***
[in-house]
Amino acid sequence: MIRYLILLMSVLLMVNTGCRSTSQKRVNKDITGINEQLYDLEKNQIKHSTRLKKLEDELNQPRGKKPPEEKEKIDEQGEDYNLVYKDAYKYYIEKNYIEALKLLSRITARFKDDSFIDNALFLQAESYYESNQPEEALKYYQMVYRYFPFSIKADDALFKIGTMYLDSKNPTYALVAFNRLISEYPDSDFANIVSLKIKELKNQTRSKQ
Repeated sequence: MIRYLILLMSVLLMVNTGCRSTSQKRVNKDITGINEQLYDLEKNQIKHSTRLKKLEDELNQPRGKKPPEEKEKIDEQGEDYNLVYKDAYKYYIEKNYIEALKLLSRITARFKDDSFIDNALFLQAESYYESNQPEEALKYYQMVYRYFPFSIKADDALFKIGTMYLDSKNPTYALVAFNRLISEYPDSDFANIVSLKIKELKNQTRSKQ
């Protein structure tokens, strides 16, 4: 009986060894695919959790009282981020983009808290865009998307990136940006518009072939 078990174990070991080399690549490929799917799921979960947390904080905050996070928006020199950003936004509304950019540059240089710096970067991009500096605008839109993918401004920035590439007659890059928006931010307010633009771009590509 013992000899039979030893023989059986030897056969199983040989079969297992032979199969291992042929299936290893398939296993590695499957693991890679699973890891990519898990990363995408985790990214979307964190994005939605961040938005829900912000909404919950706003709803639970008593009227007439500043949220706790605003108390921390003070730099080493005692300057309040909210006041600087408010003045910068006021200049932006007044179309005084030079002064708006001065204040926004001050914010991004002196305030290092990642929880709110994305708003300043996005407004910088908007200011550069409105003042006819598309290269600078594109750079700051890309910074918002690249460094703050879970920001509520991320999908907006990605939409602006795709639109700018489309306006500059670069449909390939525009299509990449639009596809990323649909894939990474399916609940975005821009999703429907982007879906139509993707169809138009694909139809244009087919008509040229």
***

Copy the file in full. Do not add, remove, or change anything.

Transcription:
[in-house]
Amino acid sequence: MIRYLILLMSVLLMVNTGCRSTSQKRVNKDITGINEQLYDLEKNQIKHSTRLKKLEDELNQPRGKKPPEEKEKIDEQGEDYNLVYKDAYKYYIEKNYIEALKLLSRITARFKDDSFIDNALFLQAESYYESNQPEEALKYYQMVYRYFPFSIKADDALFKIGTMYLDSKNPTYALVAFNRLISEYPDSDFANIVSLKIKELKNQTRSKQ
Repeated sequence: MIRYLILLMSVLLMVNTGCRSTSQKRVNKDITGINEQLYDLEKNQIKHSTRLKKLEDELNQPRGKKPPEEKEKIDEQGEDYNLVYKDAYKYYIEKNYIEALKLLSRITARFKDDSFIDNALFLQAESYYESNQPEEALKYYQMVYRYFPFSIKADDALFKIGTMYLDSKNPTYALVAFNRLISEYPDSDFANIVSLKIKELKNQTRSKQ
């Protein structure tokens, strides 16, 4: 009986060894695919959790009282981020983009808290865009998307990136940006518009072939 078990174990070991080399690549490929799917799921979960947390904080905050996070928006020199950003936004509304950019540059240089710096970067991009500096605008839109993918401004920035590439007659890059928006931010307010633009771009590509 013992000899039979030893023989059986030897056969199983040989079969297992032979199969291992042929299936290893398939296993590695499957693991890679699973890891990519898990990363995408985790990214979307964190994005939605961040938005829900912000909404919950706003709803639970008593009227007439500043949220706790605003108390921390003070730099080493005692300057309040909210006041600087408010003045910068006021200049932006007044179309005084030079002064708006001065204040926004001050914010991004002196305030290092990642929880709110994305708003300043996005407004910088908007200011550069409105003042006819598309290269600078594109750079700051890309910074918002690249460094703050879970920001509520991320999908907006990605939409602006795709639109700018489309306006500059670069449909390939525009299509990449639009596809990323649909894939990474399916609940975005821009999703429907982007879906139509993707169809138009694909139809244009087919008509040229």